The tiny science of nanotechnology could give a big boost to cancer patients undergoing tumour treatments.
The new nano-material has broad applications
BrachySil, by biotech firm pSivida, is a silicon-based nanoscale system that takes drugs direct to the tumour site.
Silicon's structure carries an electrical current, is porous and adaptable. This means the right amount of drug can be released when needed.
Two patients at Singapore General Hospital have started testing it, with 10 more due to take part within weeks.
The new nano drug-delivery system is based on the material known as BioSilicon.
Its developers expect it to be part of the next generation of brachytherapy - cancer-zapping treatment given at a very short distance from the tumour.
BioSilicon material is said to be cheap to make, biodegradable, and safe to administer.
"This is advanced materials work," Stephen Lake, QinetiQ investment director, told BBC News Online. QinetiQ, Europe's largest science and technology organisation, is an investor partner in pSivida.
He described the new material as a "true platform technology" because of its adaptability and broad applications.
"Silicon, when reduced to the nanoscale (less than one thousand millionth of a metre) becomes biodegradable and dissolves into the body as silicic acid."
The acid is harmless and is the natural form of silicon, usually absorbed from food.
Silicon can also be very porous at that tiny scale. The pores are typically about 10 atoms across and can be loaded with drugs, peptides, genes, proteins, radionuclides and other therapeutics or vaccines.
The structure of the pores also means they can be adapted easily.
"If you put a drug into a tumour with BioSilicon there are no mice deaths in the lab," explained Mr Lake.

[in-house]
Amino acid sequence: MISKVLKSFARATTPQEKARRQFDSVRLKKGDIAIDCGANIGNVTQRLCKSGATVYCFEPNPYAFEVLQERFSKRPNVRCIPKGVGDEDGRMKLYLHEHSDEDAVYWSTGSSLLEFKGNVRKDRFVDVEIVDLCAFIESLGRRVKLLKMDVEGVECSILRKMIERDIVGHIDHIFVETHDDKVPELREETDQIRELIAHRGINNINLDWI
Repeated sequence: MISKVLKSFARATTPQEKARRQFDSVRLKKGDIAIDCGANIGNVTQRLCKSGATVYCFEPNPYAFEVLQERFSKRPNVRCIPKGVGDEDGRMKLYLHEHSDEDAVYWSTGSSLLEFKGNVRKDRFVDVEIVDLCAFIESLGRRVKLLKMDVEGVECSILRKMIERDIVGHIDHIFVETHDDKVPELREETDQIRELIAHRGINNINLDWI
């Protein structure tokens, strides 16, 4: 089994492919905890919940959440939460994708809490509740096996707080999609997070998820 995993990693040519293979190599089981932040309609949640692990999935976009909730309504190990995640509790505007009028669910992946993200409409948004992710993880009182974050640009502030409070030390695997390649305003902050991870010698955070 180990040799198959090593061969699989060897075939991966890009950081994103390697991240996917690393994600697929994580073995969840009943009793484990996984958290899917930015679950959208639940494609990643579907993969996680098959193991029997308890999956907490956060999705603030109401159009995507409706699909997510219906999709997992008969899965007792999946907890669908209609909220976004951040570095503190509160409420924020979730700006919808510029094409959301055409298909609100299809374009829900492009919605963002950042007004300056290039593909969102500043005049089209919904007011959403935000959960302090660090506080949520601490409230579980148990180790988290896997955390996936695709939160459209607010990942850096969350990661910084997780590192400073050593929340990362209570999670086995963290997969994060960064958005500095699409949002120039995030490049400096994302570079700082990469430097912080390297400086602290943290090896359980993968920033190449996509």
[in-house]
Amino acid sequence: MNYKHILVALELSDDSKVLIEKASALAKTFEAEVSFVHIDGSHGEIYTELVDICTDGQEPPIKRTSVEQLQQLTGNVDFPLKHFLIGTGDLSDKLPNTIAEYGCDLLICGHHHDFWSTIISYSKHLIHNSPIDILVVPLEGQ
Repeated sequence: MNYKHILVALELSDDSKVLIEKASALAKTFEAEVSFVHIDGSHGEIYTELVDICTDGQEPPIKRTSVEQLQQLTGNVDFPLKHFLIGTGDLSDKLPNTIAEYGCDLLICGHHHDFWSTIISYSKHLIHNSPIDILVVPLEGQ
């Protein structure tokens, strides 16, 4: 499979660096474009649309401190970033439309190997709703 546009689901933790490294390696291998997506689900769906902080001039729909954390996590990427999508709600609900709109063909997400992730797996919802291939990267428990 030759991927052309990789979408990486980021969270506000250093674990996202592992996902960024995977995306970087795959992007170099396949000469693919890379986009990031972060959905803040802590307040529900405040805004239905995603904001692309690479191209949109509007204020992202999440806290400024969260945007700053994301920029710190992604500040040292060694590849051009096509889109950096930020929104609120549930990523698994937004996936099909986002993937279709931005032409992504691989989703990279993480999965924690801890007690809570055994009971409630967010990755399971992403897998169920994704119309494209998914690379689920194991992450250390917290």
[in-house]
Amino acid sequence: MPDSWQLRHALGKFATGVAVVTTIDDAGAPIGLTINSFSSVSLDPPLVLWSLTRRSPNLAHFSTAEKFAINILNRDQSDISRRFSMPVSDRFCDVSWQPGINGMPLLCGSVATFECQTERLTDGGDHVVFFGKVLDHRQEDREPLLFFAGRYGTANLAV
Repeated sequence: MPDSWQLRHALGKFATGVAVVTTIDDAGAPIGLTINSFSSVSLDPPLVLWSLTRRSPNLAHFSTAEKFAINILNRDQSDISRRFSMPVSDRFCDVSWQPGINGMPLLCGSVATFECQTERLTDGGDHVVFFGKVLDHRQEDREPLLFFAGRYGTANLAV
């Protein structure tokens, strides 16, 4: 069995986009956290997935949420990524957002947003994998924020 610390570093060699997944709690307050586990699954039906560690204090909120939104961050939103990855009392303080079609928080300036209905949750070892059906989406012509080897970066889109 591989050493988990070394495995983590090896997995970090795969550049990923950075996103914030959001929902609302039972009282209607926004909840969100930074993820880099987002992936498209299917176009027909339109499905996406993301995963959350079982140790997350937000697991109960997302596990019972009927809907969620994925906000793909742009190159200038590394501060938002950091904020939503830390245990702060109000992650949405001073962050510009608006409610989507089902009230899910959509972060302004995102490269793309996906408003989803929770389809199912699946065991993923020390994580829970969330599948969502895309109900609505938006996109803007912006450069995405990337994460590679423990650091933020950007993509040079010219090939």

"If you take the same amount of drug and inject it straight into the tumour, there are 100% mice deaths.
"So, this shows that BioSilicon structure is the key to enabling effective delivery."
Time-release drugs are not new. But, unlike conventional drug delivery systems based on polymers, silicon carries an electrical current. This means the rate at which BioSilicon breaks down can be directed.
BrachySil is made by concentrating phosphorus in the silicon and putting it in a reactor.
This creates the radioactive isotope phosphorus-32, which has a long half-life of 14 days, much longer than other radionuclides currently used, which often break down after just 60 hours.
The nanotechnology system has a wide range of applications across drug and vaccine delivery, diagnostics and tissue engineering, says Mr Lake.
Responsive wellness monitors could be created, or biodegradable orthopaedic pins.
So far, lab tests have been very successful, and the next phase of human testing in Singapore on primary liver tumour patients is expected to yield results by September or October 2004.
But because BrachySil is classed as a device, it will be regulated as such and could be on the market by 2006.
The potential for tiny smart devices is big
It is hoped that the product could then be used on other types of tumours, like brain and pancreatic growths.
"Because BioSilicon is a semi-conductor, we can move more towards smart devices which can sense and monitor activities then release its drugs," said Mr Lake.
"In the long term - five to 10 years - there are a lot of very exciting opportunities for small devices."
Singapore has one of the highest rates of liver cancer in the world.